“Now there’s all this technology. Everyone keeps saying science is for the development of humanity. Now science is for the destruction of humanity. There’s all these gigantic mortar guns. And the shells. And all the nations- they can literally just keep going. If you lost this many men back in the Napoleonic days your country is as good as dead. Now every country’s got the industrial power and they’ve got the men. They can keep going.”
I think of a song William- it hurts to think of his name- often sang. “We don’t want to fight / But by jingo if we do / We’ve got the ships / We’ve got the men / We’ve got the money too.”
I shiver. Britain has the ships, the money, the men. Now they’ve also got the guns and the trenches. But I didn’t want to think humanity has developed just to get better at killing each other.
“If not for the advancement of society,” I say, “A lot of people in this hospital would be dead now. Modern medicine is the result of science, as is all the guns and bombs.”
“That’s true,” the nurse replies, “We’ve exponentially increased our ability to save people. But we’ve also exponentially increased our ability to kill people, so that evens out.”
The nurse says, “Society has developed to the point where we are literally tearing each other at a pace unimaginable just a few years before, and yet no one wins the war. Everyone loses in the end.”
She begins to walk out of the room. Before leaving, she turns back to say this: “Civilization rises higher and higher, but our morality, deplorably enough, is on a continual descent into an abyss of indecency. That’s a formula for disaster.”
* * * * *
They sent me back to the front line pretty quickly. They put me at Ypres, where the fighting was thick and many reinforcements were needed.
I now know fully what the horrors of war are like. My desire to write about it, to reveal to everyone back at home how war has changed, that it is no longer the pursuit of glory we thought it was.
They’ve placed me in a rear trench; I do have to visit the front lines quite often, however, as the commanding officer decided to use me often to relay messages. Today I find myself once again on a trip to the front line, to bring the notice of slightly delayed supplies. I sprint along the muddy ground quickly, and after a couple of minutes I reach the front line. It’s usually the same there; a contingent of weary, bored and unamused French troops sitting around playing cards, pausing to stop only if someone drops dead from a sniper’s bullet. Today, however, they’re all peering over the trench in fascination.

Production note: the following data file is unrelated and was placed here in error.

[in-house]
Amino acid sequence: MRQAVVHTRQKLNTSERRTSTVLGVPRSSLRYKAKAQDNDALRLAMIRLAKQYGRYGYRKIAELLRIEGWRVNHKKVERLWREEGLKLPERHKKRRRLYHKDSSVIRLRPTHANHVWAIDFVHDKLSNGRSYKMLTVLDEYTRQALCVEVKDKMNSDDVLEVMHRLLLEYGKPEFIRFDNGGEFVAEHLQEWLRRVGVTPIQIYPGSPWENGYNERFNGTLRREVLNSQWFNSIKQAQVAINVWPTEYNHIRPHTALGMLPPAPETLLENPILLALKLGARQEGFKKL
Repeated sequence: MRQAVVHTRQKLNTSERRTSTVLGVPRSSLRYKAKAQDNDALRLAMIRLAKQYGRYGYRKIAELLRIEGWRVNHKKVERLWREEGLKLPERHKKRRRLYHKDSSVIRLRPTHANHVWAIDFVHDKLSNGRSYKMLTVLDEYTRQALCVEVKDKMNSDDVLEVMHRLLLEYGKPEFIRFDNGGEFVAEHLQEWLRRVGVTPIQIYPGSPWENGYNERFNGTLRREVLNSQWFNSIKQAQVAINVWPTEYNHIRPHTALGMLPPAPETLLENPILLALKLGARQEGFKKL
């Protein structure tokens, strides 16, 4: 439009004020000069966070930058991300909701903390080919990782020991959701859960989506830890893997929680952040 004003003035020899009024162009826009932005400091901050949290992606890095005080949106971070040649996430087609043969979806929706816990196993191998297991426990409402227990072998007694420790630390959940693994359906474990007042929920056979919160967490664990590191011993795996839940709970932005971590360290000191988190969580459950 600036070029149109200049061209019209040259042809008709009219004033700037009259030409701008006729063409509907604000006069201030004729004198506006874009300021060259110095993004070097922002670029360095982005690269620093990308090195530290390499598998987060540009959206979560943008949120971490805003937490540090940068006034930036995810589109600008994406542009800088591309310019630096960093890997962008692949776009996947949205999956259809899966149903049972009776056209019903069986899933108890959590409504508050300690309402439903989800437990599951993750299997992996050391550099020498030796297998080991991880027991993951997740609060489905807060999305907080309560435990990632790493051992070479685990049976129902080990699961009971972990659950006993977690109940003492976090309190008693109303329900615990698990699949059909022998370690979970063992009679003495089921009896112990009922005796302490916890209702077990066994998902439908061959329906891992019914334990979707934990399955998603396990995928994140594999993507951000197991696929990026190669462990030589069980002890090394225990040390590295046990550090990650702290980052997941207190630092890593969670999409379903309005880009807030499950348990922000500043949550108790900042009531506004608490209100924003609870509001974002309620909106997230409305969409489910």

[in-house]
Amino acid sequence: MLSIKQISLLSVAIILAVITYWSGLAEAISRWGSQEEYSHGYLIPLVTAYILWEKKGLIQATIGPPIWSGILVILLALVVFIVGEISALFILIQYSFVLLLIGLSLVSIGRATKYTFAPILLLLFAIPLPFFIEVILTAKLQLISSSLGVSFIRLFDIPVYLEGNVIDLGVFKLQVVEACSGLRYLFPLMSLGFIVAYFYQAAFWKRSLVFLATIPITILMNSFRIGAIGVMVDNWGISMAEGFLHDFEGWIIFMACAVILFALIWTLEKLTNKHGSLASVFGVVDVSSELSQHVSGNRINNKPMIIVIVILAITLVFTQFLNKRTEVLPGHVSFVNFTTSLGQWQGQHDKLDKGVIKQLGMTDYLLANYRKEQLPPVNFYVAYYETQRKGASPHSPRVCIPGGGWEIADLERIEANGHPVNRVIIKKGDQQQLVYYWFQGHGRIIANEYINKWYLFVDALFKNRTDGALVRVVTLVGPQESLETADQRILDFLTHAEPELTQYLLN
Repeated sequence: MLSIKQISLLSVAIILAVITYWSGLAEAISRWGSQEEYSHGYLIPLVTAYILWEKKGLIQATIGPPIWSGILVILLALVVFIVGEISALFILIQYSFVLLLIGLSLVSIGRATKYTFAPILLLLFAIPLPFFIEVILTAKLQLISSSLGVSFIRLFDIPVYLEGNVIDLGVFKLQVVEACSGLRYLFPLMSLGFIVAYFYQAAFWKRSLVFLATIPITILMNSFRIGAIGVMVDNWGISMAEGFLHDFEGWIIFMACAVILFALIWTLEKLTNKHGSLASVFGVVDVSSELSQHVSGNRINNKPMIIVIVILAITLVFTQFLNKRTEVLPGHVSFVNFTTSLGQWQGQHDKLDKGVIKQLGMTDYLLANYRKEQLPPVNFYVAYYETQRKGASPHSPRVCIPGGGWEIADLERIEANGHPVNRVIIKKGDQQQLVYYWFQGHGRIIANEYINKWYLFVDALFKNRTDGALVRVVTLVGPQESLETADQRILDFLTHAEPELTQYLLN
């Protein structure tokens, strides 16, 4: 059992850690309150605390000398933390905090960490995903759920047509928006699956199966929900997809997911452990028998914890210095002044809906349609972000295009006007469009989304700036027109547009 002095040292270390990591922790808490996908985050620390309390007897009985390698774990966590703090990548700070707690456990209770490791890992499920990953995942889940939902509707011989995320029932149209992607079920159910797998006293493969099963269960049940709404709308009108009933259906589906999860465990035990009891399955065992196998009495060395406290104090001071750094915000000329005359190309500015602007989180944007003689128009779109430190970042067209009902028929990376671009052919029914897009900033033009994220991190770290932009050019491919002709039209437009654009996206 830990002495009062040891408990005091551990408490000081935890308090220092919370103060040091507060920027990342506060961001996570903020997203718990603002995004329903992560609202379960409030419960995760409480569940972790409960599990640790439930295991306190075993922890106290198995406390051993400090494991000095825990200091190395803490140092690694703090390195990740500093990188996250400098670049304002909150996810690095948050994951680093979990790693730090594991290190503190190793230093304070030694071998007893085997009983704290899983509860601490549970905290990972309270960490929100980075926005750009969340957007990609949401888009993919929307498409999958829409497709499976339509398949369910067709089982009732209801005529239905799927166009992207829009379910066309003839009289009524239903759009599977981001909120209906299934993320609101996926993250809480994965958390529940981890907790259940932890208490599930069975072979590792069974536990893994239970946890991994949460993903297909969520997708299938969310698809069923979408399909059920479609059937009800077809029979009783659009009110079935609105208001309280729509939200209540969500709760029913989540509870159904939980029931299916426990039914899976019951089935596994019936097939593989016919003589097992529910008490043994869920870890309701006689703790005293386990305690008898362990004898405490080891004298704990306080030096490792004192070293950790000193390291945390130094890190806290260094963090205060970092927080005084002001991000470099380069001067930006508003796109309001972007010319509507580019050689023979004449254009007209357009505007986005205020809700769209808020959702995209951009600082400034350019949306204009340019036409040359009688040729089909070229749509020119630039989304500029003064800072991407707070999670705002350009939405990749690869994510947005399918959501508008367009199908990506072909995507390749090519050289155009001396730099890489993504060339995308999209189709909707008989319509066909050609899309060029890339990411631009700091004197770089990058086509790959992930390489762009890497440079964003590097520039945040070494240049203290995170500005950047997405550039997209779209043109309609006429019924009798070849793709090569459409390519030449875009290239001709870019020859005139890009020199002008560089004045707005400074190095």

“What’s the matter?” I shout. They’re not proficient in English, but they know the language well enough. A soldier points ahead, and I peer out.
It’s a quaint thing I see. A green cloud, probably, four meters in height, slowly advancing across no man’s land. “Take a look at this, sir,” I hear a soldier say as an officer steps forward. “Something funny’s going on.”
I turn back quickly to relay my message across to the officer, and start to walk back. I walk back slowly, my task finished, but my mind does not leave the green clouds. What are they? I must write about them.
A few minutes later I hear screams. I turn around.
Screaming, crying men, tearing away at their own throats, with gaping wounds all over their own bodies. Their cries are high-pitched and desperate. Behind them is the cloud of green.
“This can’t be…” I start to say.
Then it hit me. The cloud advances and begins to suffocate me, burning down my throat and ripping my lungs. I reach for my throat, as if to try to block the gas from coming in, but it is futile. As my lungs burn, I feel like fire-hot needles are being jammed through my eyes.
I tear away at my throat and my face and I roll in agony. I can’t breath…The crowd of running men stampede pass me endlessly, but I can’t get up. The gas’s choking the life out of me.
This isn’t war. This is the end of the world.
I try helplessly to lift myself up, but the pain is too much. I call for help, but everyone is too absorbed in saving themselves.
Is this what civilization has developed for? To kill each other more effectively?
I don’t want to hear the answer to my own question.
* * * * *
The British general slammed his fist on the desk while the messenger was white with fear.
“So you’re telling me,” the general snarled, “that the Germans used poison gas at Ypres? In violation of all the rules of war that we agreed to?”
“Y-Yes, sir.” The messenger was shaking.
“What kind of barbarity is this?” The general demanded. He shook his head and gritted his teeth. “So they’ve just broken an accepted convention of warfare. What do we do now? Retaliate? Gas the entire front line?”
“I-I-I don’t know, sir.”
The general swore.
The messenger quickly opened the door and ran out, leaving the general alone. The distant sound of gunfire can be heard even miles away from the front.
“The higher civilization rises, the more vile man becomes,” he muttered.